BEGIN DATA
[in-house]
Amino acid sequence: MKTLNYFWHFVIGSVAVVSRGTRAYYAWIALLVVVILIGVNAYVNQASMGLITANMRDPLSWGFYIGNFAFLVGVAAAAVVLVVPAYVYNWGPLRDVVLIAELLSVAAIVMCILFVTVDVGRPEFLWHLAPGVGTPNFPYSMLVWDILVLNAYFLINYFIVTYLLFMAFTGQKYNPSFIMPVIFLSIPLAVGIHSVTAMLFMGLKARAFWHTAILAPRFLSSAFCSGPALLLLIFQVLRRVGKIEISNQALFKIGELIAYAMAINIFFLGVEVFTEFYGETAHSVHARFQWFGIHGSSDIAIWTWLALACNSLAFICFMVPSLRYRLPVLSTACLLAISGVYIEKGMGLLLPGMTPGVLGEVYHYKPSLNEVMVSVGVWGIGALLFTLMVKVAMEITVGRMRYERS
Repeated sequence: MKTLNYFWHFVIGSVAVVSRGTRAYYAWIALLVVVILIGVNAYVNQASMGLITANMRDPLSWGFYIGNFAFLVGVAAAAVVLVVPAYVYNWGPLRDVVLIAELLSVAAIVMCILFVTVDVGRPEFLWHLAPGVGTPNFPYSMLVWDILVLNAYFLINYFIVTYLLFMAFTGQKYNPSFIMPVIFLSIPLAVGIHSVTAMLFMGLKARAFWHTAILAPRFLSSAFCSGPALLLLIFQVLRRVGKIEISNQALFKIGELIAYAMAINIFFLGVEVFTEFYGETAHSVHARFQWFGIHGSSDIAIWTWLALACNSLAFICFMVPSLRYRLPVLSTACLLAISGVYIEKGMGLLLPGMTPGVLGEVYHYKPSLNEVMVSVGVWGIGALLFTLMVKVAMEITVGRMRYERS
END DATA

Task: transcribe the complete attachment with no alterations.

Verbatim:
[in-house]
Amino acid sequence: MKTLNYFWHFVIGSVAVVSRGTRAYYAWIALLVVVILIGVNAYVNQASMGLITANMRDPLSWGFYIGNFAFLVGVAAAAVVLVVPAYVYNWGPLRDVVLIAELLSVAAIVMCILFVTVDVGRPEFLWHLAPGVGTPNFPYSMLVWDILVLNAYFLINYFIVTYLLFMAFTGQKYNPSFIMPVIFLSIPLAVGIHSVTAMLFMGLKARAFWHTAILAPRFLSSAFCSGPALLLLIFQVLRRVGKIEISNQALFKIGELIAYAMAINIFFLGVEVFTEFYGETAHSVHARFQWFGIHGSSDIAIWTWLALACNSLAFICFMVPSLRYRLPVLSTACLLAISGVYIEKGMGLLLPGMTPGVLGEVYHYKPSLNEVMVSVGVWGIGALLFTLMVKVAMEITVGRMRYERS
Repeated sequence: MKTLNYFWHFVIGSVAVVSRGTRAYYAWIALLVVVILIGVNAYVNQASMGLITANMRDPLSWGFYIGNFAFLVGVAAAAVVLVVPAYVYNWGPLRDVVLIAELLSVAAIVMCILFVTVDVGRPEFLWHLAPGVGTPNFPYSMLVWDILVLNAYFLINYFIVTYLLFMAFTGQKYNPSFIMPVIFLSIPLAVGIHSVTAMLFMGLKARAFWHTAILAPRFLSSAFCSGPALLLLIFQVLRRVGKIEISNQALFKIGELIAYAMAINIFFLGVEVFTEFYGETAHSVHARFQWFGIHGSSDIAIWTWLALACNSLAFICFMVPSLRYRLPVLSTACLLAISGVYIEKGMGLLLPGMTPGVLGEVYHYKPSLNEVMVSVGVWGIGALLFTLMVKVAMEITVGRMRYERS